Child Death Toll Rising in Africa Due to Fewer Health Workers

by Tanya Thomas on  September 7, 2011 at 8:33 PM General Health News   - G J E 4
Children in countries facing a dearth of health workers, mainly in Africa, are five times more likely to die from illnesses than those in developed countries, a Save the Children study showed Tuesday.
 Child Death Toll Rising in Africa Due to Fewer Health Workers
Child Death Toll Rising in Africa Due to Fewer Health Workers

The new Health Workers Reach Index by the UK-based NGO shows that Chad is the worst place to treat a sick child, while Switzerland is the best, with 13 of the worst 20 countries for a child to fall ill in, in Africa.

Famine and war-wracked Somalia is the runner up for worst place. Countries like Laos, Nepal, Afghanistan and Bangladesh feature at the bottom.

Finland, Ireland, Norway, Belarus and Denmark are also at the top of the list.

"At the moment, a child's survival depends on where he or she is born in the world. No mother should have to watch helplessly as her child grows sick and dies, simply because there is no one trained to help," said Aboubacry Tall, the NGO's West and Central Africa regional director.

Children in these countries -- which have less than the World Health Organisation minimum of just over two health workers for every thousand people - are five times more likely to die than those countries at the top of the index.

The charity hopes to highlight a global shortage of over 3.5 million doctors, nurses, midwives and community health workers two weeks before a crucial UN meeting in New York.

Millions of children risk dying in countries like Ethiopia, Nigeria and Sierra Leone because of a lack of healthworkers.

"Without health workers no vaccine can be administered, no life-saving drugs prescribed and no woman can be given expert care during their childbirth. Illnesses such as pneumonia and diarrhoea, which are easily treated, become deadly," read a press release accompanying the index.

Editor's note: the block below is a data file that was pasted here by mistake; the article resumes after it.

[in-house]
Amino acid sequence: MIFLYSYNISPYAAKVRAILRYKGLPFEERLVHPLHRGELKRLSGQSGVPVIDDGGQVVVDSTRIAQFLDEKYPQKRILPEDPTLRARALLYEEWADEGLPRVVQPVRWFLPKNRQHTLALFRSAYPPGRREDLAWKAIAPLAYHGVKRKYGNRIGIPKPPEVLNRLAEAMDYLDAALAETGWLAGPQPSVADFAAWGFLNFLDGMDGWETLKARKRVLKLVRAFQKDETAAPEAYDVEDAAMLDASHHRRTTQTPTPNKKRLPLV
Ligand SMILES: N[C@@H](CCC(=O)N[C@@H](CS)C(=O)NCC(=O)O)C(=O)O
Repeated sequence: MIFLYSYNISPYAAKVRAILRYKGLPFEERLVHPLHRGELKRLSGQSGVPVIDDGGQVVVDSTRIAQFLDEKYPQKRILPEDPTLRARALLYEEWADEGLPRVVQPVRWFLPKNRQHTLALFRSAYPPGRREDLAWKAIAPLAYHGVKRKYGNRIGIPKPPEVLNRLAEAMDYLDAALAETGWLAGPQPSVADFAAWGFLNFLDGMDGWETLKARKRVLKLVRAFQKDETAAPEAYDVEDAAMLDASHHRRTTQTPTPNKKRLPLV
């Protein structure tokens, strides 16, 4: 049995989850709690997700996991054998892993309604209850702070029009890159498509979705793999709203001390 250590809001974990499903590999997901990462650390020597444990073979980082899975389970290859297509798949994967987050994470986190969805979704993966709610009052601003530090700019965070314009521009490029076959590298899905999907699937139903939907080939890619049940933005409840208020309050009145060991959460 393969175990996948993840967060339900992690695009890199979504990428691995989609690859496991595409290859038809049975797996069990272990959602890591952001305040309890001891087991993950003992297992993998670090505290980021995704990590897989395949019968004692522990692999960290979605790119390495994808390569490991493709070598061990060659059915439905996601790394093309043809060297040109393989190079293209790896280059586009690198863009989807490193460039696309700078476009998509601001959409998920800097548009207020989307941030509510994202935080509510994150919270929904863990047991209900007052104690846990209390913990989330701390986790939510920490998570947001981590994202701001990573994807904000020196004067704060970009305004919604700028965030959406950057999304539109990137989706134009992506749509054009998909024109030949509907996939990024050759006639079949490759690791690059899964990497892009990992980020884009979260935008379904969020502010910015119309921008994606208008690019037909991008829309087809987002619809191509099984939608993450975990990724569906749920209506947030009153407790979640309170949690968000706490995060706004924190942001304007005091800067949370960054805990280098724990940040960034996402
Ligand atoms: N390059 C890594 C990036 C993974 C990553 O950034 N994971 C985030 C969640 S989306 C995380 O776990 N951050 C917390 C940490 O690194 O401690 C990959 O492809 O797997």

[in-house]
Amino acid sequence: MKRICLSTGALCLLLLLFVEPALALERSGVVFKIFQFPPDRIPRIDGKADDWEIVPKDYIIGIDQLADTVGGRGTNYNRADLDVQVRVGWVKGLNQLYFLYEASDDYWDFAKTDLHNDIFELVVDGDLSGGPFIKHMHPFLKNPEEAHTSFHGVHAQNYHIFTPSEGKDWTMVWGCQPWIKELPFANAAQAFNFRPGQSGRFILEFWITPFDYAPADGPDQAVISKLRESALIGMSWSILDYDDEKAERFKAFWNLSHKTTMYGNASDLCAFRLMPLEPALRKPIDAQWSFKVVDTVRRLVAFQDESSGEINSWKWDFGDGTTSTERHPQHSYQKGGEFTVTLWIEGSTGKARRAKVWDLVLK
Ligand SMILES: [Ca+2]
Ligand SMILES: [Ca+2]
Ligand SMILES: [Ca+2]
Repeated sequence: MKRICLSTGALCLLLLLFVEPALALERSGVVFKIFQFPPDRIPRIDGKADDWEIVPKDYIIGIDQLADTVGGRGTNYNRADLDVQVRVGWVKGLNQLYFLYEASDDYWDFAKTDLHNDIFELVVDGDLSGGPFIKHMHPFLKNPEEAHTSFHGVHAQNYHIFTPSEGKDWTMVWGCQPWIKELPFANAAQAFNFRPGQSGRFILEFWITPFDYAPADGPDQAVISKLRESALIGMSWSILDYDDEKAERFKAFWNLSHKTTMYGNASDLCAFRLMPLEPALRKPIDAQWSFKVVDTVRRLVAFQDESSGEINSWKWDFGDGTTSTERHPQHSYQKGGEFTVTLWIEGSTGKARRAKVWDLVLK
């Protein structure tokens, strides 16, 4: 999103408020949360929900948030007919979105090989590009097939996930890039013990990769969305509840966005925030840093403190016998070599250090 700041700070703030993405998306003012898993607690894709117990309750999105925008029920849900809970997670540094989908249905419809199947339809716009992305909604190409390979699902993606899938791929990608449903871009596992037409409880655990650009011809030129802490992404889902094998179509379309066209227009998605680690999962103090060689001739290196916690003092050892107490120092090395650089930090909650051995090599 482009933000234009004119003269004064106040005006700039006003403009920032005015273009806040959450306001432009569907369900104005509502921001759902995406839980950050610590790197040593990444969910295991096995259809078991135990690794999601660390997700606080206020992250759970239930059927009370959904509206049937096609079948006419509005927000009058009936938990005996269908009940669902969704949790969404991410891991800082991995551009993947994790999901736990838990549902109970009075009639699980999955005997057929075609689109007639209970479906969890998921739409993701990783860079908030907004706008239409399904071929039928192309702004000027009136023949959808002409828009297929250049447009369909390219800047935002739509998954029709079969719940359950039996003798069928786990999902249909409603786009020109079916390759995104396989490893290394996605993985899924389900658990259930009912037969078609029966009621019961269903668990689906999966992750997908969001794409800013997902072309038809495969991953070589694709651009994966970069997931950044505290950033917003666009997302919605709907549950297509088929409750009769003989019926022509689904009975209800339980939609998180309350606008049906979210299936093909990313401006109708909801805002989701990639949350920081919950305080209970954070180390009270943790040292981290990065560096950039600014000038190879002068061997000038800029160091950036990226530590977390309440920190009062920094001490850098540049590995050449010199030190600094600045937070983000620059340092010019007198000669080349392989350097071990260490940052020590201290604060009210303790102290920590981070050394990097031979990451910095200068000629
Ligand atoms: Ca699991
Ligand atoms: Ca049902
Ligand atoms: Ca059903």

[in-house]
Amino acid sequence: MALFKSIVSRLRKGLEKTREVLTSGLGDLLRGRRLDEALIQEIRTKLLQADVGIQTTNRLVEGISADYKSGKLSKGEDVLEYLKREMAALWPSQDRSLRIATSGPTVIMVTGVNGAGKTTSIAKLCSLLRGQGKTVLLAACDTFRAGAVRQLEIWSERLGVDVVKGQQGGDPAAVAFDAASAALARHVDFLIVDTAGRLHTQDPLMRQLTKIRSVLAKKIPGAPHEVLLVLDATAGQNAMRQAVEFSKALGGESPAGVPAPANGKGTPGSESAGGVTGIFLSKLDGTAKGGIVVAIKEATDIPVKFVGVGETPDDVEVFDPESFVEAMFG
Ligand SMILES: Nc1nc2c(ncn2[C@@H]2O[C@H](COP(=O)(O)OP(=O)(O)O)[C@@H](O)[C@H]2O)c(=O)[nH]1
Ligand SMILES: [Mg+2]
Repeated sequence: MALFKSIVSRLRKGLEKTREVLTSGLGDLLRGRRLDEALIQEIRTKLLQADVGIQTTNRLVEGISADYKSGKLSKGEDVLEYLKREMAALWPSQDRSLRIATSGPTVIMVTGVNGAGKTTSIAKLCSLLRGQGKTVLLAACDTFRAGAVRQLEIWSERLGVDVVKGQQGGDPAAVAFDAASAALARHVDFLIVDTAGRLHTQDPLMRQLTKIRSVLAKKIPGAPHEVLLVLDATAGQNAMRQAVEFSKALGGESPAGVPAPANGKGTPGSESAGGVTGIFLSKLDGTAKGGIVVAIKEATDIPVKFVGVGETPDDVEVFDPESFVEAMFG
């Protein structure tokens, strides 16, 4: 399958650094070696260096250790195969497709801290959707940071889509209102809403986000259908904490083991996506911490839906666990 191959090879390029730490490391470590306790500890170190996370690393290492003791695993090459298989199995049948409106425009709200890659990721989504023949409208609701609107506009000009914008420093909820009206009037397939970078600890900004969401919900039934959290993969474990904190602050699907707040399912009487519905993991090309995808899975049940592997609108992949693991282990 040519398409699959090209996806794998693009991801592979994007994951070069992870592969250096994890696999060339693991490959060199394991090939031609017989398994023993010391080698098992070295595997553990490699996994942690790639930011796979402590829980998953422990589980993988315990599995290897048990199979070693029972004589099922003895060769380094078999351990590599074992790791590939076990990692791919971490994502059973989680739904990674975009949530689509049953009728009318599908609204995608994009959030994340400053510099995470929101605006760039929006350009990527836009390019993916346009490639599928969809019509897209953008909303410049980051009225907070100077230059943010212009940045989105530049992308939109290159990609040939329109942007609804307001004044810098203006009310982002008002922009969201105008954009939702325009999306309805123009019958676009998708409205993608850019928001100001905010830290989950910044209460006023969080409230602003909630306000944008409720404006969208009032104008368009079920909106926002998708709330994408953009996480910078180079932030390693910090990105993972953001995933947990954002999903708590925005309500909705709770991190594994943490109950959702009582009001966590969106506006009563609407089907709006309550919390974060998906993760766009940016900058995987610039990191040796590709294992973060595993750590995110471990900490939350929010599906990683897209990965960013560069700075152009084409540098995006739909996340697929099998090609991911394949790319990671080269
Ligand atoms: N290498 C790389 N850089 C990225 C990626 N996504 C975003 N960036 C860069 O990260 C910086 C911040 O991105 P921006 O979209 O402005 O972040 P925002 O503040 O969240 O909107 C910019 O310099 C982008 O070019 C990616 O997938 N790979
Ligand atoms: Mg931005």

The ranking showed that even rich countries in Africa are lagging behind such as oil-rich Nigeria, in the bottom five, which has yet to approve a national health bill and is home to one of ten under-five child deaths in the world.

The index measures not only how many health workers there are but also their reach and impact. It also tracks the proportion of children who receive regular vaccinations and mothers who have access to life-saving care at birth.

"Even the poorest countries in Africa can make real progress if they stick to their pledge of investing 15 percent of their budgets in health," said Tall.

"African Leaders must tackle the health worker shortage and realise that failing to invest in health workers will cost lives."

According to the NGO, in 2001, countries across Africa pledged to spend 15 percent of their national budgets on healthcare - but only eight have done so: Djibouti, Zambia, Burkina Faso, Botswana, Liberia, Democratic Republic of Congo, Tanzania and Rwanda.

Source: AFP

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